11 Facts About Apricot Computers


Apricot Computers was a British company that produced desktop personal computers in the mid-1980s.

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Apricot Computers was a British manufacturer of business personal computers, founded in 1965 as "Applied Computer Techniques", later changing its name to Apricot Computers, Ltd.

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For example, when IBM abandoned their ill-fated but technically superior Micro Channel Architecture, Apricot Computers was the only other OEM using it, in their Apricot Computers Qi and VX FT ranges of PCs.

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Apricot Computers continued to experiment with unusual form-factors in a market dominated by standardised 'beige boxes'.

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Apricot Computers was very late in adopting this method of manufacturing, even though a motherboard designed and manufactured in Asia cost Apricot Computers as little as a third of the cost of design and testing in Birmingham and manufacture in Scotland.

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Apricot Computers eventually tried to move to outsourcing but the market outpaced them, and MELCO closed the company down, selling off the final assets in 1999.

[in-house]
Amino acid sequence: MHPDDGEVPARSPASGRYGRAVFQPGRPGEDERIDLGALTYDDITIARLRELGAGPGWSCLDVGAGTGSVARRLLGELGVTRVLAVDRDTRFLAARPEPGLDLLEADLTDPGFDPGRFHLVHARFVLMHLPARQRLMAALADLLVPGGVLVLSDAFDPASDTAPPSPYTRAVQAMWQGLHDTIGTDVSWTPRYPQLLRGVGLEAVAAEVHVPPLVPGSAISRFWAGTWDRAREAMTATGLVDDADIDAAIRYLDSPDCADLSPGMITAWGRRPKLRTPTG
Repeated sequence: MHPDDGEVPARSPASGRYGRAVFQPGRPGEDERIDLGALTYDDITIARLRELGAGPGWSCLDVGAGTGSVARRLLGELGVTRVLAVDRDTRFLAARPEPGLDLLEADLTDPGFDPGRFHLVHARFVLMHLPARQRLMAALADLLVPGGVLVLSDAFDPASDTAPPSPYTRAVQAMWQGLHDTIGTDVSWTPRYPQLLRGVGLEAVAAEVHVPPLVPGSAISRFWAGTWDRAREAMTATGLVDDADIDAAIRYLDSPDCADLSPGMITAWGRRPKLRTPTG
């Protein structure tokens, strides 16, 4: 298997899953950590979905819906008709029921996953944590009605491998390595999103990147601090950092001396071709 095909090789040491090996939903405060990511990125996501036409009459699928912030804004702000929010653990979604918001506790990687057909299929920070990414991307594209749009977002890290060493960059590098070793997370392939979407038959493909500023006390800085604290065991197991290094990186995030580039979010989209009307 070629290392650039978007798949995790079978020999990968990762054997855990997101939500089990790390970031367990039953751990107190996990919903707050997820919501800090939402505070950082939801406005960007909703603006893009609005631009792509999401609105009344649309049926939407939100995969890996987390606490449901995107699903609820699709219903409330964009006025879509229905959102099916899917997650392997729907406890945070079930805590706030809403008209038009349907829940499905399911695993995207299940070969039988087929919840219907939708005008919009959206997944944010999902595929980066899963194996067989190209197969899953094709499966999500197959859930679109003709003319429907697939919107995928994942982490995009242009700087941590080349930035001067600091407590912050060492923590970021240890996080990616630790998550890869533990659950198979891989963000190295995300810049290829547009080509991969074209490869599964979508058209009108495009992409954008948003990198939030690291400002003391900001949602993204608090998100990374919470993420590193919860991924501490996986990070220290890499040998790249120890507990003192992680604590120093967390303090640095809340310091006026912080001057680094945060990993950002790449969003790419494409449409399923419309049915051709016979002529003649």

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Also in 1984, the Apricot Computers Portable was released, with an infrared keyboard, a voice system, 4.

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In 1987, Apricot Computers bought the rights to assemble the Sequent Computer Systems multi-processor 80386 Symmetry Unix system in the UK.

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In January 1990 Apricot Computers acquired Information Technology Limited, a UK-based developer of UNIX systems.

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Apricot Computers took the opportunity to change its name back to the original, ACT.

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In 1991, Apricot Computers were the largest partner in a consortium developing a completely new computer-aided dispatch system for the London Ambulance Service.

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